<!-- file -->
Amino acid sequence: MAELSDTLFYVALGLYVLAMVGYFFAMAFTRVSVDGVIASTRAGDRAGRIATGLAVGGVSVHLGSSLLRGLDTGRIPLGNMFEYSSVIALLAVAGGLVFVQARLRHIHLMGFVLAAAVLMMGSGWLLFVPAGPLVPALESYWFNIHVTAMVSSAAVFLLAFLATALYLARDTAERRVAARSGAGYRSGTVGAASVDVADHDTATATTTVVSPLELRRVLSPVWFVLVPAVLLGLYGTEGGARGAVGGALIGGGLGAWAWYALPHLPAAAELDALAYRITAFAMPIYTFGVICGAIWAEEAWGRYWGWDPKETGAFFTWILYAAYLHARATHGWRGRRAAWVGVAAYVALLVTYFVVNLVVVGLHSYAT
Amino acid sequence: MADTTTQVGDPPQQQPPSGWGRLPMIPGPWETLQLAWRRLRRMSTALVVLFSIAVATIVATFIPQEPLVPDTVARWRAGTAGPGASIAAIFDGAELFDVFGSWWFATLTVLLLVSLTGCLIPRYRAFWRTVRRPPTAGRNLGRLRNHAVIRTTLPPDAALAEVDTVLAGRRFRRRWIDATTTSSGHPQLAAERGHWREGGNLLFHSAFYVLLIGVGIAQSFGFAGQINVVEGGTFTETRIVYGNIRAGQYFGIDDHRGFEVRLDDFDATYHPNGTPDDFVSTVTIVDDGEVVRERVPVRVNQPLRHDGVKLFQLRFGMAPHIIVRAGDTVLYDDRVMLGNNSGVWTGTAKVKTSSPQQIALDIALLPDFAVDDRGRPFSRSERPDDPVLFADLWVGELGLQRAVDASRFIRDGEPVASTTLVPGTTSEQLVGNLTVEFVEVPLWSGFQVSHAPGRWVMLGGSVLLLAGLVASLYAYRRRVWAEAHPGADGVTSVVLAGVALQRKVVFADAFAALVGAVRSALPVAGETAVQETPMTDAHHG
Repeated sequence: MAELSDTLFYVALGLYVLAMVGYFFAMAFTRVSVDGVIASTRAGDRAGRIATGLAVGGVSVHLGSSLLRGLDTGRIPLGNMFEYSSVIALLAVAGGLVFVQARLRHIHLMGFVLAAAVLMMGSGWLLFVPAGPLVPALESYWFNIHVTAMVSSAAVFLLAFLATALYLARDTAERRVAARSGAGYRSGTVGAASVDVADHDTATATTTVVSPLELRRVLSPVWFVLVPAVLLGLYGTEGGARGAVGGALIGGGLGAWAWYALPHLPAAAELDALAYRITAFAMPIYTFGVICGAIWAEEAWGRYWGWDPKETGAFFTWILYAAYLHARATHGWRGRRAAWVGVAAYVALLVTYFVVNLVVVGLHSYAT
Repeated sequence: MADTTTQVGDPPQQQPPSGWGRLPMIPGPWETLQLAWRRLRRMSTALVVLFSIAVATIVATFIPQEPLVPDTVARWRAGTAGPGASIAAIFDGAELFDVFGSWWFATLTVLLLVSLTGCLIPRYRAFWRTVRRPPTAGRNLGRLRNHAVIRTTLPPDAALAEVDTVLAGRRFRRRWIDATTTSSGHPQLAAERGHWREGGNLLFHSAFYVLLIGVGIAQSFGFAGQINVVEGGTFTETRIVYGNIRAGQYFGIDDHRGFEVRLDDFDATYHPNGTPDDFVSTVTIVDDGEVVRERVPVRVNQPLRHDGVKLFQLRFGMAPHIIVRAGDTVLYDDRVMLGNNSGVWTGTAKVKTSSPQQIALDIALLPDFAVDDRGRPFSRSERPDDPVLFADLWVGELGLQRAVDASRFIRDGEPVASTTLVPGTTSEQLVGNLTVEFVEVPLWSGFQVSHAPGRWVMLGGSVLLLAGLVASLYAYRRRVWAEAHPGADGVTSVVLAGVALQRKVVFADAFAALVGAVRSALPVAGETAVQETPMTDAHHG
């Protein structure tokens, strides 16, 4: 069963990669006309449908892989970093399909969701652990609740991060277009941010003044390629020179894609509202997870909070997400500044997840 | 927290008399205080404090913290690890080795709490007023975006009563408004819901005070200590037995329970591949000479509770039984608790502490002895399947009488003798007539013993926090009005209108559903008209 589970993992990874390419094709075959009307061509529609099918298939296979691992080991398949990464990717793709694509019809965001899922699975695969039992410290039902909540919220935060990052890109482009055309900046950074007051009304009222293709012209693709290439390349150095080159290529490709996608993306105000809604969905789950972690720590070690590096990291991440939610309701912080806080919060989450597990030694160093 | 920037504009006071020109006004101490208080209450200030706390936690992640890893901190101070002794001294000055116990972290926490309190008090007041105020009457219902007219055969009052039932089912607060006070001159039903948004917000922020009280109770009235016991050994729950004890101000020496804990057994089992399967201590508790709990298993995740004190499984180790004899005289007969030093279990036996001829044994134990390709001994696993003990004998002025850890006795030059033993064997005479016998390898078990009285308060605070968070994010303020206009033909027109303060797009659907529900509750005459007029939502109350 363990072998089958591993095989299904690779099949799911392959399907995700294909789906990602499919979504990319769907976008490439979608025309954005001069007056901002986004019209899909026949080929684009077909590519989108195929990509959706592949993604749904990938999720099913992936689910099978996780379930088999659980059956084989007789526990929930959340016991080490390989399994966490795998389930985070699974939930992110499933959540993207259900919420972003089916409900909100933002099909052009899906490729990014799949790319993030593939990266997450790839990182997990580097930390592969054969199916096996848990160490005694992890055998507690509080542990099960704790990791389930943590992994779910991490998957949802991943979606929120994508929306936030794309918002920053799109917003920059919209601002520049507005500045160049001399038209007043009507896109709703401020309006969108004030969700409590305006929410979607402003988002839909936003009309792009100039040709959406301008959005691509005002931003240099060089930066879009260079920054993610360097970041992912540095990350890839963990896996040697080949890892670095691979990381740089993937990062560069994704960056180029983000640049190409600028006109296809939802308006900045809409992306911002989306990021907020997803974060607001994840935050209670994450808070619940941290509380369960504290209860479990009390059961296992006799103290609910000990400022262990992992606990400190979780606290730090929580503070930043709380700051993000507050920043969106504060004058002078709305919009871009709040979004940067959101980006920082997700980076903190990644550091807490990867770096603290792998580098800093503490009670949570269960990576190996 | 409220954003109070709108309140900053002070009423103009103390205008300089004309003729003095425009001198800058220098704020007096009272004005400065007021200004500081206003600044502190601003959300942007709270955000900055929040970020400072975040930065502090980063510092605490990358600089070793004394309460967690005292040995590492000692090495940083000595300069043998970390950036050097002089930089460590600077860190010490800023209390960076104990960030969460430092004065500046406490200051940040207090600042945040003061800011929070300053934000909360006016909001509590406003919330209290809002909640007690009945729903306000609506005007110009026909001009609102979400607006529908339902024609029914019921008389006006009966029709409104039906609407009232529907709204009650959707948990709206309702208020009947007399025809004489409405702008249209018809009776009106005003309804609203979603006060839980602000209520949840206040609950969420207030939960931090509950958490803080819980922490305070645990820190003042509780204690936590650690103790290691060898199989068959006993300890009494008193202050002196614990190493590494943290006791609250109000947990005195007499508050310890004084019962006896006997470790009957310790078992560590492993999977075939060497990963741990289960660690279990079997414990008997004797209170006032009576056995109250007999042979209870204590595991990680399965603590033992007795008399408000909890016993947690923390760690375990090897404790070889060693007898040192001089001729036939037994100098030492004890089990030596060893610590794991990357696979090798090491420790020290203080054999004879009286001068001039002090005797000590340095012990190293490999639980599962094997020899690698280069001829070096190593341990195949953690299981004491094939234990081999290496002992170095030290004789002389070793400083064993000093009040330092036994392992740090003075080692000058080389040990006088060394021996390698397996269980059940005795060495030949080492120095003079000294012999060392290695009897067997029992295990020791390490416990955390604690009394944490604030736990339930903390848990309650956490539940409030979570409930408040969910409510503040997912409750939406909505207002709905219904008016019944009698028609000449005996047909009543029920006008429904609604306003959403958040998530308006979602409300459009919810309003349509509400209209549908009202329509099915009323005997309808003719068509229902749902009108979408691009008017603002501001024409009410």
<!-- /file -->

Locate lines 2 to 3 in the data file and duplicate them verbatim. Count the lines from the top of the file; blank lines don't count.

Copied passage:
Amino acid sequence: MADTTTQVGDPPQQQPPSGWGRLPMIPGPWETLQLAWRRLRRMSTALVVLFSIAVATIVATFIPQEPLVPDTVARWRAGTAGPGASIAAIFDGAELFDVFGSWWFATLTVLLLVSLTGCLIPRYRAFWRTVRRPPTAGRNLGRLRNHAVIRTTLPPDAALAEVDTVLAGRRFRRRWIDATTTSSGHPQLAAERGHWREGGNLLFHSAFYVLLIGVGIAQSFGFAGQINVVEGGTFTETRIVYGNIRAGQYFGIDDHRGFEVRLDDFDATYHPNGTPDDFVSTVTIVDDGEVVRERVPVRVNQPLRHDGVKLFQLRFGMAPHIIVRAGDTVLYDDRVMLGNNSGVWTGTAKVKTSSPQQIALDIALLPDFAVDDRGRPFSRSERPDDPVLFADLWVGELGLQRAVDASRFIRDGEPVASTTLVPGTTSEQLVGNLTVEFVEVPLWSGFQVSHAPGRWVMLGGSVLLLAGLVASLYAYRRRVWAEAHPGADGVTSVVLAGVALQRKVVFADAFAALVGAVRSALPVAGETAVQETPMTDAHHG
Repeated sequence: MAELSDTLFYVALGLYVLAMVGYFFAMAFTRVSVDGVIASTRAGDRAGRIATGLAVGGVSVHLGSSLLRGLDTGRIPLGNMFEYSSVIALLAVAGGLVFVQARLRHIHLMGFVLAAAVLMMGSGWLLFVPAGPLVPALESYWFNIHVTAMVSSAAVFLLAFLATALYLARDTAERRVAARSGAGYRSGTVGAASVDVADHDTATATTTVVSPLELRRVLSPVWFVLVPAVLLGLYGTEGGARGAVGGALIGGGLGAWAWYALPHLPAAAELDALAYRITAFAMPIYTFGVICGAIWAEEAWGRYWGWDPKETGAFFTWILYAAYLHARATHGWRGRRAAWVGVAAYVALLVTYFVVNLVVVGLHSYAT